Otago Daily Times Feature

Otago Daily Times Feature

7th September 2021


K9MD chief executive officer Pauline Blomfield is ecstatic after Levi, the German shepherd, successfully completed the proof-of-concept stage of training by detecting bowel cancer in saline with 98.4% accuracy. PHOTO: GREGOR RICHARDSON

Cancer detection dog Levi has a nose which knows.


The K9 Medical Detection New Zealand (K9MD) dog can tell if bowel cancer is present in saline samples, and in a world first, the Dunedin-trained German shepherd has successfully completed the proof-of-concept stage of training by detecting bowel cancer in saline as low as 6.0% ratio.

The proof-of-concept test had never been successfully completed before, and the Bowel Cancer Foundation Trust and K9MD believed this was a major step towards detecting bowel cancer using urine samples.

K9MD chief executive officer Pauline Blomfield was ecstatic and believed it would help reduce the over-crowded wait lists for diagnostic tests here in New Zealand.

“K9MD’s objective to create a simple diagnostic urine test for early bowel cancer detection, is one step closer,” she said.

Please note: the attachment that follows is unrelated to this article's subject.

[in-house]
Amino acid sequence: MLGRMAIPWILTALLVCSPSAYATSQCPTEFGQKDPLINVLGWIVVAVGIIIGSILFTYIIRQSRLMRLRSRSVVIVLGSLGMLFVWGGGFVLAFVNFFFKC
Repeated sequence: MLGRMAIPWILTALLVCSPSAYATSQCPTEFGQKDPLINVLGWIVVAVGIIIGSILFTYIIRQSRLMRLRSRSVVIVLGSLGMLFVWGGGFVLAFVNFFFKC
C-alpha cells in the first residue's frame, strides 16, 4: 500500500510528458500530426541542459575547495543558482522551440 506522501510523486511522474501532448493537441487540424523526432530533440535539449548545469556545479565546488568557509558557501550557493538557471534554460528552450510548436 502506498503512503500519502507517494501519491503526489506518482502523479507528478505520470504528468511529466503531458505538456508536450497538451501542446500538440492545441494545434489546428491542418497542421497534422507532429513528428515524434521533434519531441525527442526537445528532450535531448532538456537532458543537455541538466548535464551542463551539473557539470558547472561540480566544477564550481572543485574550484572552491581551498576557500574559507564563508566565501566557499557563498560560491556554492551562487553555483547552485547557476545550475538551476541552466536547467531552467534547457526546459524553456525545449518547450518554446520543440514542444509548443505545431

Levi carried out the proof of concept validation in June 2021.

He had to sniff 400 samples over five consecutive days, under strict guidelines and conditions.

An independent observer verified the whole process and ensured the trainer did not know whether the samples were positive or negative.

The results were recorded into a specific software programme and analysed by K9MD’s biostatistician.

A video recording of the validation was sent to the United States for peer review by an international expert on canine scent detection.

Levi achieved results using various concentration ratios from 100% down to 6% for the validation.

He successfully detected positive bowel cancer samples 98.4% of the time and ignored samples that did not contain cancer 100% of the time.

Mrs Blomfield said Levi was now detecting positive bowel cancer samples as low as 1.0%.

Bowel Cancer Foundation Trust chief executive officer and founder Georgina Mason said the result was “incredible”.

“New Zealand’s bowel screening wait lists are blowing out because they contain patients with bowel cancer, mixed in with those that have inflammatory and other bowel conditions.

“Our test will find those specific bowel cancer patients earlier and ultimately save lives.”

Mrs Blomfield said Levi’s training would now move to stage two, diagnostic test accuracy in real world conditions using patient urine samples.